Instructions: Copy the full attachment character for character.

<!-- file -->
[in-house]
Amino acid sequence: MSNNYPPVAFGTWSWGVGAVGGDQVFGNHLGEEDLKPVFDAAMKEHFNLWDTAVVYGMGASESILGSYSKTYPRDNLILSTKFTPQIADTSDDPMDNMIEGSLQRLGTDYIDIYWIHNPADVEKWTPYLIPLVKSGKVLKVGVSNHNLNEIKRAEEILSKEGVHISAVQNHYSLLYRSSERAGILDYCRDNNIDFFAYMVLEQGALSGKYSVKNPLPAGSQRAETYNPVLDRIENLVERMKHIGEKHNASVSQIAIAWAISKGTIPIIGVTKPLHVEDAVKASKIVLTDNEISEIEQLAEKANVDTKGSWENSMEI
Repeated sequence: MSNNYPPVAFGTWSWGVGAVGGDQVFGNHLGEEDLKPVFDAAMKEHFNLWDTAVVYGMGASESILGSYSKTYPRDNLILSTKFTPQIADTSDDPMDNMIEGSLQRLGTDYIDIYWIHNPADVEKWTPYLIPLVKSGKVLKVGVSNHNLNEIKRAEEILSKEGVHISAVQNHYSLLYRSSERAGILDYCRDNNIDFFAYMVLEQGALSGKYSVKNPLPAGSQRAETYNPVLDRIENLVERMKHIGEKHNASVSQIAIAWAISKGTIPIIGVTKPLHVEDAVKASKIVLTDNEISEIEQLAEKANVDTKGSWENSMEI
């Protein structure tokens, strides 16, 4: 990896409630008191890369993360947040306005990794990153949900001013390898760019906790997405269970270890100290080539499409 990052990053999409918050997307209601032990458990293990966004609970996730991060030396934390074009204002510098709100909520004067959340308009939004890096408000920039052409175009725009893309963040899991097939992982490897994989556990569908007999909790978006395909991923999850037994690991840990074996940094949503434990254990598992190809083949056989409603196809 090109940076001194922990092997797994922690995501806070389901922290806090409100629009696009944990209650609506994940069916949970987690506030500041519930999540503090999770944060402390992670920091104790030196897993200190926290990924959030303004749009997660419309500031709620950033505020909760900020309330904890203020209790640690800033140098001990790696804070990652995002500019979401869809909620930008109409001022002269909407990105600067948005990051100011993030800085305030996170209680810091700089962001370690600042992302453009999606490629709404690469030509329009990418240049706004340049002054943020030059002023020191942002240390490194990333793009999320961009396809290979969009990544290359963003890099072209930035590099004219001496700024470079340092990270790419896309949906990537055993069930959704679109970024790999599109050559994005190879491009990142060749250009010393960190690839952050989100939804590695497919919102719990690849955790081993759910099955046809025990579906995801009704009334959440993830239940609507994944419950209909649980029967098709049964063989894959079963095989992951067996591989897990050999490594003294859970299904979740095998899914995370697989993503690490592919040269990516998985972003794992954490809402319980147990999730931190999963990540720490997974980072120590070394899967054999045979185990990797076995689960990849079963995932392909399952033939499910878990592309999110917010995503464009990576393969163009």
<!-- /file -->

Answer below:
[in-house]
Amino acid sequence: MSNNYPPVAFGTWSWGVGAVGGDQVFGNHLGEEDLKPVFDAAMKEHFNLWDTAVVYGMGASESILGSYSKTYPRDNLILSTKFTPQIADTSDDPMDNMIEGSLQRLGTDYIDIYWIHNPADVEKWTPYLIPLVKSGKVLKVGVSNHNLNEIKRAEEILSKEGVHISAVQNHYSLLYRSSERAGILDYCRDNNIDFFAYMVLEQGALSGKYSVKNPLPAGSQRAETYNPVLDRIENLVERMKHIGEKHNASVSQIAIAWAISKGTIPIIGVTKPLHVEDAVKASKIVLTDNEISEIEQLAEKANVDTKGSWENSMEI
Repeated sequence: MSNNYPPVAFGTWSWGVGAVGGDQVFGNHLGEEDLKPVFDAAMKEHFNLWDTAVVYGMGASESILGSYSKTYPRDNLILSTKFTPQIADTSDDPMDNMIEGSLQRLGTDYIDIYWIHNPADVEKWTPYLIPLVKSGKVLKVGVSNHNLNEIKRAEEILSKEGVHISAVQNHYSLLYRSSERAGILDYCRDNNIDFFAYMVLEQGALSGKYSVKNPLPAGSQRAETYNPVLDRIENLVERMKHIGEKHNASVSQIAIAWAISKGTIPIIGVTKPLHVEDAVKASKIVLTDNEISEIEQLAEKANVDTKGSWENSMEI
């Protein structure tokens, strides 16, 4: 990896409630008191890369993360947040306005990794990153949900001013390898760019906790997405269970270890100290080539499409 990052990053999409918050997307209601032990458990293990966004609970996730991060030396934390074009204002510098709100909520004067959340308009939004890096408000920039052409175009725009893309963040899991097939992982490897994989556990569908007999909790978006395909991923999850037994690991840990074996940094949503434990254990598992190809083949056989409603196809 090109940076001194922990092997797994922690995501806070389901922290806090409100629009696009944990209650609506994940069916949970987690506030500041519930999540503090999770944060402390992670920091104790030196897993200190926290990924959030303004749009997660419309500031709620950033505020909760900020309330904890203020209790640690800033140098001990790696804070990652995002500019979401869809909620930008109409001022002269909407990105600067948005990051100011993030800085305030996170209680810091700089962001370690600042992302453009999606490629709404690469030509329009990418240049706004340049002054943020030059002023020191942002240390490194990333793009999320961009396809290979969009990544290359963003890099072209930035590099004219001496700024470079340092990270790419896309949906990537055993069930959704679109970024790999599109050559994005190879491009990142060749250009010393960190690839952050989100939804590695497919919102719990690849955790081993759910099955046809025990579906995801009704009334959440993830239940609507994944419950209909649980029967098709049964063989894959079963095989992951067996591989897990050999490594003294859970299904979740095998899914995370697989993503690490592919040269990516998985972003794992954490809402319980147990999730931190999963990540720490997974980072120590070394899967054999045979185990990797076995689960990849079963995932392909399952033939499910878990592309999110917010995503464009990576393969163009």